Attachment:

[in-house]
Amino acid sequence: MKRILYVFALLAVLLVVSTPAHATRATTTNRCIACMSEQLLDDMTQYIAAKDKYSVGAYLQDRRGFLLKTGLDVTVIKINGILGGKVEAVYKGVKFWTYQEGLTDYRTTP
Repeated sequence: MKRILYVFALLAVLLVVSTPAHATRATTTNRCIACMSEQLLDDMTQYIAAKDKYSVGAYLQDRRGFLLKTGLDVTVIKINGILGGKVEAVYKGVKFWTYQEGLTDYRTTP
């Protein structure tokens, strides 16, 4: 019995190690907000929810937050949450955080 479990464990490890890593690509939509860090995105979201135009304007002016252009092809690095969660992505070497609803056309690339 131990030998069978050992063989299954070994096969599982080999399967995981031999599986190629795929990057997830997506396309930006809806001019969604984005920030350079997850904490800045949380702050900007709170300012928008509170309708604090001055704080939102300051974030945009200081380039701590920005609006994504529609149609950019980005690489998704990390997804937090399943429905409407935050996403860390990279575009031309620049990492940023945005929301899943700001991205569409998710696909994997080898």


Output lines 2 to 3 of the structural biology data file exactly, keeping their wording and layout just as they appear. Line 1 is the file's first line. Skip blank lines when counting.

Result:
Amino acid sequence: MKRILYVFALLAVLLVVSTPAHATRATTTNRCIACMSEQLLDDMTQYIAAKDKYSVGAYLQDRRGFLLKTGLDVTVIKINGILGGKVEAVYKGVKFWTYQEGLTDYRTTP
Repeated sequence: MKRILYVFALLAVLLVVSTPAHATRATTTNRCIACMSEQLLDDMTQYIAAKDKYSVGAYLQDRRGFLLKTGLDVTVIKINGILGGKVEAVYKGVKFWTYQEGLTDYRTTP